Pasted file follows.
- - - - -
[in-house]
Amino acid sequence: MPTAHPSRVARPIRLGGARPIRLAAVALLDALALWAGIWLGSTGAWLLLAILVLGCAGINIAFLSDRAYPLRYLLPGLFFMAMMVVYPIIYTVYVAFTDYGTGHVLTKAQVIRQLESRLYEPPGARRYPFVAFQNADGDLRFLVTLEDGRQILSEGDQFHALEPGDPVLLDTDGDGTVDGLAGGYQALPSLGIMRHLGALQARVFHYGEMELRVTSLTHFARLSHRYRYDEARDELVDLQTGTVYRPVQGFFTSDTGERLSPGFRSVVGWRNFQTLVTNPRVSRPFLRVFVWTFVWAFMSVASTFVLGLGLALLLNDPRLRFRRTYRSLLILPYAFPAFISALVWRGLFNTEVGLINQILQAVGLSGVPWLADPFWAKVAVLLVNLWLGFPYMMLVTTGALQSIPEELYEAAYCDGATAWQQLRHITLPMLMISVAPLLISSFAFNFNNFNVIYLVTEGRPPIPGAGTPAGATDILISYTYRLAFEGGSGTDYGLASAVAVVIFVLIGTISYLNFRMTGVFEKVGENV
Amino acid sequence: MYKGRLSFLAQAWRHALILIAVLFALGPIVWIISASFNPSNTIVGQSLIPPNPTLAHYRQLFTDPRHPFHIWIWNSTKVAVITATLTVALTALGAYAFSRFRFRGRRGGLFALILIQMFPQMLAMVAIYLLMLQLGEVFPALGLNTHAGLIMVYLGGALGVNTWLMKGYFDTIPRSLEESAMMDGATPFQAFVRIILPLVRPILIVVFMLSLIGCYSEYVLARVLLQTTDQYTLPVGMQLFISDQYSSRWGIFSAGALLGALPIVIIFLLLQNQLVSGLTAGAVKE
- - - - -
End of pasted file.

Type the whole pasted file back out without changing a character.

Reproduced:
[in-house]
Amino acid sequence: MPTAHPSRVARPIRLGGARPIRLAAVALLDALALWAGIWLGSTGAWLLLAILVLGCAGINIAFLSDRAYPLRYLLPGLFFMAMMVVYPIIYTVYVAFTDYGTGHVLTKAQVIRQLESRLYEPPGARRYPFVAFQNADGDLRFLVTLEDGRQILSEGDQFHALEPGDPVLLDTDGDGTVDGLAGGYQALPSLGIMRHLGALQARVFHYGEMELRVTSLTHFARLSHRYRYDEARDELVDLQTGTVYRPVQGFFTSDTGERLSPGFRSVVGWRNFQTLVTNPRVSRPFLRVFVWTFVWAFMSVASTFVLGLGLALLLNDPRLRFRRTYRSLLILPYAFPAFISALVWRGLFNTEVGLINQILQAVGLSGVPWLADPFWAKVAVLLVNLWLGFPYMMLVTTGALQSIPEELYEAAYCDGATAWQQLRHITLPMLMISVAPLLISSFAFNFNNFNVIYLVTEGRPPIPGAGTPAGATDILISYTYRLAFEGGSGTDYGLASAVAVVIFVLIGTISYLNFRMTGVFEKVGENV
Amino acid sequence: MYKGRLSFLAQAWRHALILIAVLFALGPIVWIISASFNPSNTIVGQSLIPPNPTLAHYRQLFTDPRHPFHIWIWNSTKVAVITATLTVALTALGAYAFSRFRFRGRRGGLFALILIQMFPQMLAMVAIYLLMLQLGEVFPALGLNTHAGLIMVYLGGALGVNTWLMKGYFDTIPRSLEESAMMDGATPFQAFVRIILPLVRPILIVVFMLSLIGCYSEYVLARVLLQTTDQYTLPVGMQLFISDQYSSRWGIFSAGALLGALPIVIIFLLLQNQLVSGLTAGAVKE